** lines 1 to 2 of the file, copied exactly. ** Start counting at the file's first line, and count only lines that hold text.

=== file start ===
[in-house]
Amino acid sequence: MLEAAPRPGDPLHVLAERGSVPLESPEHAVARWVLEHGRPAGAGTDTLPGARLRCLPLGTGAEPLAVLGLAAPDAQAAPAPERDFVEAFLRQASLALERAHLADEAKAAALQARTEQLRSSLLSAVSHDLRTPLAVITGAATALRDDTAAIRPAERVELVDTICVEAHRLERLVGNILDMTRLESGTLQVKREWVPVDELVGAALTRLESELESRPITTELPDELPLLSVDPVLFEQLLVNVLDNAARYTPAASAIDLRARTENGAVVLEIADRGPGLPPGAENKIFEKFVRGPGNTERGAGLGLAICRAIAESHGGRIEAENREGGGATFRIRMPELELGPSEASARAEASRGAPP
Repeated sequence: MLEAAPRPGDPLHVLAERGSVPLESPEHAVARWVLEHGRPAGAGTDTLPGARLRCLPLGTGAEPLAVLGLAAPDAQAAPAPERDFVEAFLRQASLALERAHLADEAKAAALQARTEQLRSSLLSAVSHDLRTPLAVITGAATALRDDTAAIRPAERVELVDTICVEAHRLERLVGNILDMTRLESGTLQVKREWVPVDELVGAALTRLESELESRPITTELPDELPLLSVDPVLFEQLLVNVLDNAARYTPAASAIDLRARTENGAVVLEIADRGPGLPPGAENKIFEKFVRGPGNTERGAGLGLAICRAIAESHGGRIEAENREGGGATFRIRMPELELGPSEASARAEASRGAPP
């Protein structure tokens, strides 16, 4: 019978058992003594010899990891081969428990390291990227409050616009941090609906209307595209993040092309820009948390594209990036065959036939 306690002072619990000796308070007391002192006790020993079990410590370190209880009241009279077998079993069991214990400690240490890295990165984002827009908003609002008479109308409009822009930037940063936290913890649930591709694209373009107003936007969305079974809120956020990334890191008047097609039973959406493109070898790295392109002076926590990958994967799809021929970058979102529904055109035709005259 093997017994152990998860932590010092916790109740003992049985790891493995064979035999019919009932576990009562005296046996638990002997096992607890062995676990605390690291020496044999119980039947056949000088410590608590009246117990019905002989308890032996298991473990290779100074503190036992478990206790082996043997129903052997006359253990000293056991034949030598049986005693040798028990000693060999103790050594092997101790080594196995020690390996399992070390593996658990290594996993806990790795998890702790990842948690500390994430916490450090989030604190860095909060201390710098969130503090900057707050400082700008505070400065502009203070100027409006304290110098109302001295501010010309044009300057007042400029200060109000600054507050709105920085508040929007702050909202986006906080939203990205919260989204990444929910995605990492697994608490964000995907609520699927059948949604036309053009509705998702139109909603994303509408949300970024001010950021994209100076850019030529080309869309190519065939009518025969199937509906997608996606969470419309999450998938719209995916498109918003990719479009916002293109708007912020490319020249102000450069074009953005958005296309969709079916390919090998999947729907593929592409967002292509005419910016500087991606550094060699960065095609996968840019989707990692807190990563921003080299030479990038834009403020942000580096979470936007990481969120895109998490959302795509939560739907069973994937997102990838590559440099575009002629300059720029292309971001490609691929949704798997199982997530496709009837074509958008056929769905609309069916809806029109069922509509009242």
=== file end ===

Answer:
[in-house]
Amino acid sequence: MLEAAPRPGDPLHVLAERGSVPLESPEHAVARWVLEHGRPAGAGTDTLPGARLRCLPLGTGAEPLAVLGLAAPDAQAAPAPERDFVEAFLRQASLALERAHLADEAKAAALQARTEQLRSSLLSAVSHDLRTPLAVITGAATALRDDTAAIRPAERVELVDTICVEAHRLERLVGNILDMTRLESGTLQVKREWVPVDELVGAALTRLESELESRPITTELPDELPLLSVDPVLFEQLLVNVLDNAARYTPAASAIDLRARTENGAVVLEIADRGPGLPPGAENKIFEKFVRGPGNTERGAGLGLAICRAIAESHGGRIEAENREGGGATFRIRMPELELGPSEASARAEASRGAPP